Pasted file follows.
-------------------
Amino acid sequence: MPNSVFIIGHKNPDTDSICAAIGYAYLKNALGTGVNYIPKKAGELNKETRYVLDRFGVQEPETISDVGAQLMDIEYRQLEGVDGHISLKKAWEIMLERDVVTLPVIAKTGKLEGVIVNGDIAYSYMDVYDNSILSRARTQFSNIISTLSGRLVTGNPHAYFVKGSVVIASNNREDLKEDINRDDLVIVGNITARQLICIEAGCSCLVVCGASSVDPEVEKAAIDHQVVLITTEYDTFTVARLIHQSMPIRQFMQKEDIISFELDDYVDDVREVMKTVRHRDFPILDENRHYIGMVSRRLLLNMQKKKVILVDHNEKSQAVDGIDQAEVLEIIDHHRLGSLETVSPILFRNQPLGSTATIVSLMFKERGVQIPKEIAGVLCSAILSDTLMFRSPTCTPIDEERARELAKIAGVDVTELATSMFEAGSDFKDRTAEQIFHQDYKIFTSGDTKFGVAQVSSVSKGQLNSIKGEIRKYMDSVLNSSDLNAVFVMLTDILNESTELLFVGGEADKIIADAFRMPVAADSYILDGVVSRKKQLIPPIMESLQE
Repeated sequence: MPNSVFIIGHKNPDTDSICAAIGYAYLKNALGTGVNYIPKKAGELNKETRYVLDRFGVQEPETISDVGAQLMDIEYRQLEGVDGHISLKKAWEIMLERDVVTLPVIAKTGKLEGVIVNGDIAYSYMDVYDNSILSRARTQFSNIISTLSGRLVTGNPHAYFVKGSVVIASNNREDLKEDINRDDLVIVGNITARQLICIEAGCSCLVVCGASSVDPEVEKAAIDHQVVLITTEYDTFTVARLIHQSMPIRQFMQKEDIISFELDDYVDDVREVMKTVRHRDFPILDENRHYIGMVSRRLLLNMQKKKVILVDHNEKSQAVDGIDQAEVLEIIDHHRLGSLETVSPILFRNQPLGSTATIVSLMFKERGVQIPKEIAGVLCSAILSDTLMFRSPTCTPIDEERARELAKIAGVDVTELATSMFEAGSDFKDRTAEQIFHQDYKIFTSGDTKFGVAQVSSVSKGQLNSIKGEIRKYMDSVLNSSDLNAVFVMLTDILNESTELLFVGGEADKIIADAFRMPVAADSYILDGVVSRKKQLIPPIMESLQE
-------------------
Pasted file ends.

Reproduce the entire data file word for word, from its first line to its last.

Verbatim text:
Amino acid sequence: MPNSVFIIGHKNPDTDSICAAIGYAYLKNALGTGVNYIPKKAGELNKETRYVLDRFGVQEPETISDVGAQLMDIEYRQLEGVDGHISLKKAWEIMLERDVVTLPVIAKTGKLEGVIVNGDIAYSYMDVYDNSILSRARTQFSNIISTLSGRLVTGNPHAYFVKGSVVIASNNREDLKEDINRDDLVIVGNITARQLICIEAGCSCLVVCGASSVDPEVEKAAIDHQVVLITTEYDTFTVARLIHQSMPIRQFMQKEDIISFELDDYVDDVREVMKTVRHRDFPILDENRHYIGMVSRRLLLNMQKKKVILVDHNEKSQAVDGIDQAEVLEIIDHHRLGSLETVSPILFRNQPLGSTATIVSLMFKERGVQIPKEIAGVLCSAILSDTLMFRSPTCTPIDEERARELAKIAGVDVTELATSMFEAGSDFKDRTAEQIFHQDYKIFTSGDTKFGVAQVSSVSKGQLNSIKGEIRKYMDSVLNSSDLNAVFVMLTDILNESTELLFVGGEADKIIADAFRMPVAADSYILDGVVSRKKQLIPPIMESLQE
Repeated sequence: MPNSVFIIGHKNPDTDSICAAIGYAYLKNALGTGVNYIPKKAGELNKETRYVLDRFGVQEPETISDVGAQLMDIEYRQLEGVDGHISLKKAWEIMLERDVVTLPVIAKTGKLEGVIVNGDIAYSYMDVYDNSILSRARTQFSNIISTLSGRLVTGNPHAYFVKGSVVIASNNREDLKEDINRDDLVIVGNITARQLICIEAGCSCLVVCGASSVDPEVEKAAIDHQVVLITTEYDTFTVARLIHQSMPIRQFMQKEDIISFELDDYVDDVREVMKTVRHRDFPILDENRHYIGMVSRRLLLNMQKKKVILVDHNEKSQAVDGIDQAEVLEIIDHHRLGSLETVSPILFRNQPLGSTATIVSLMFKERGVQIPKEIAGVLCSAILSDTLMFRSPTCTPIDEERARELAKIAGVDVTELATSMFEAGSDFKDRTAEQIFHQDYKIFTSGDTKFGVAQVSSVSKGQLNSIKGEIRKYMDSVLNSSDLNAVFVMLTDILNESTELLFVGGEADKIIADAFRMPVAADSYILDGVVSRKKQLIPPIMESLQE